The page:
Sure, data privacy has been a hot button issue since the start of the new year, particularly since Facebook became the center of a controversy about companies wielding users' data without consent. But Google, Uber, and the rest of Silicon Valley aren't going out of its way to change their policies just as a proactive measure to put users' minds at ease.
The wave of data policy updates is actually a reaction to a new law, and not an American one. On Friday, May 25, the General Data Protection Regulation (GDPR) goes into effect.
GDPR is a law created by the European Union, and regarded by The New York Times as "the toughest online privacy rules in the world." Because the internet is used worldwide, the changes that American companies make to comply with foreign rules affect users in the United States.
The law primarily has two effects. Companies have to seek your consent to use private data and they can't require you to provide data that isn't necessary for a company to operate. That's why most of the privacy updates companies are sending around are focused on the idea of transparency and changes that make it easier for you to understand which private data a service like Twitter of Facebook is using.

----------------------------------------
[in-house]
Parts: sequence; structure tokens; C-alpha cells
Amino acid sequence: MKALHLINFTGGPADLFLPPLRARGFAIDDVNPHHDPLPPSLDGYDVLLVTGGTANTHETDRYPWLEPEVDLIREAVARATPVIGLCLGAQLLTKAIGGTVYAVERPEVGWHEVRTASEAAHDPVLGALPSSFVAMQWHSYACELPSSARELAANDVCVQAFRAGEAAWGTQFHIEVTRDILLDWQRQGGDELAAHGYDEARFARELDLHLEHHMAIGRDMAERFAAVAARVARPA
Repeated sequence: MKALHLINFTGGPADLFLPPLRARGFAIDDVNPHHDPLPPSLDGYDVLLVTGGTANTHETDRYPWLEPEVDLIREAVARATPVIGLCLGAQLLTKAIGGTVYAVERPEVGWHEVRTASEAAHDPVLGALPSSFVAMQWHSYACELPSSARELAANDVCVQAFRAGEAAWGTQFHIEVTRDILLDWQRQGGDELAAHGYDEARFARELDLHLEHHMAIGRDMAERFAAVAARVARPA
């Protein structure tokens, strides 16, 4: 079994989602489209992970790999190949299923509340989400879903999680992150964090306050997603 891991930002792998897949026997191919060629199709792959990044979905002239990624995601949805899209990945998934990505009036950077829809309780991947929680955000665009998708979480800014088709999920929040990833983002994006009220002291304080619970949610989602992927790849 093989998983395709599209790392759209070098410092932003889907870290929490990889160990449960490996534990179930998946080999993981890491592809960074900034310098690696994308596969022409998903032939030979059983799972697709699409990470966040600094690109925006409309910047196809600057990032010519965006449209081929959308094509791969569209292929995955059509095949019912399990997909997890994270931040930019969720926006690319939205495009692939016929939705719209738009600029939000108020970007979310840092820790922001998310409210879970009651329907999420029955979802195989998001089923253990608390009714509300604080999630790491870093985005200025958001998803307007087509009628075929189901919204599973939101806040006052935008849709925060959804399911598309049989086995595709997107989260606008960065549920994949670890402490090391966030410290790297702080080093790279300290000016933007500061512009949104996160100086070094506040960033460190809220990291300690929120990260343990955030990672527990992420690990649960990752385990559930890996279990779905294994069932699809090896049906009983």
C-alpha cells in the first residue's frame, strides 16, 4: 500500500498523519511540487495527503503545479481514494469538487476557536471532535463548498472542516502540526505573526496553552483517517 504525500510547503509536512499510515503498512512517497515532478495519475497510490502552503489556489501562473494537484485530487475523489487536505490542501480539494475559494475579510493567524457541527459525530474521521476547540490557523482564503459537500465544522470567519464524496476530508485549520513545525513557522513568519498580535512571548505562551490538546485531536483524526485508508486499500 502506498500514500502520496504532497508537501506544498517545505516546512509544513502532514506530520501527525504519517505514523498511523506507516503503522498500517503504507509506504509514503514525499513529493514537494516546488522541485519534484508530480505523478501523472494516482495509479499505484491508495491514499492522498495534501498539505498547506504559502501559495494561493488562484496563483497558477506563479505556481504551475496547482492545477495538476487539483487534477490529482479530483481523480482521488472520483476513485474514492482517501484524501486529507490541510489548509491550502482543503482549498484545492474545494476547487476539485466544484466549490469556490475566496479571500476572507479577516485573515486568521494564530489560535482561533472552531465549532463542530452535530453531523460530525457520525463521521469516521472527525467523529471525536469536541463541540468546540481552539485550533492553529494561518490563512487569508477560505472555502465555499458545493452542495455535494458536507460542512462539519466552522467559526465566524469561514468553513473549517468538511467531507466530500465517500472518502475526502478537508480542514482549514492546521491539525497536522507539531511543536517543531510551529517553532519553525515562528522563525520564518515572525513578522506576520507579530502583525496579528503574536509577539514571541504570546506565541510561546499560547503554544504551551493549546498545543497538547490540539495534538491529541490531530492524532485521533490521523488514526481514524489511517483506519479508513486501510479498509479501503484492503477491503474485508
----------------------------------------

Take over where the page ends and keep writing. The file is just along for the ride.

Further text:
Complying with GDPR isn't likely to result in any significant changes in how you use tech services though, only in how they use you (or, more specifically, your personal data). That point was underlined by Google's data privacy update.
"Nothing is changing about your current settings or how your information is processed," Google's note reads. "Rather, we’ve improved the way we describe our practices and how we explain the options you have to update, manage, export, and delete your data."
The European law promises to present consequences to companies that don't abide by the new rules, too. Services that don't comply with GDPR are liable to be fined up to whichever of the following two amounts is greater: 4 percent of a company's global revenue or $23.3 million (which converts to €20 million).
Věra Jourová, a top justice official at the European Union, said in a statement,
The rules are based on a risk-based approach. Companies that have been making money from our data, have more responsibilities. They should also give something back to the consumers; at least the security of their data. Companies, which do not process data as their core business activity, have less obligations and mainly have to make sure that the data they process are secure and used legally. They will also be rules with teeth. Everyone, especially those companies that monetize our personal data, will have an interest to play by the rules.
Though the effective start of GDPR coincides with renewed interest in the subject of data privacy, the timing is a bit of a coincidence. GDPR was actually created in April 2016, after four years of consideration, at that. The European Union then allowed two years before actual implementation of compliance to be enforced.
Now that those two years are up, companies all over are flowing their users inboxes, updating them on how exactly they use your data. So, yes, there's a specific reason you're getting all those updates: It's the law.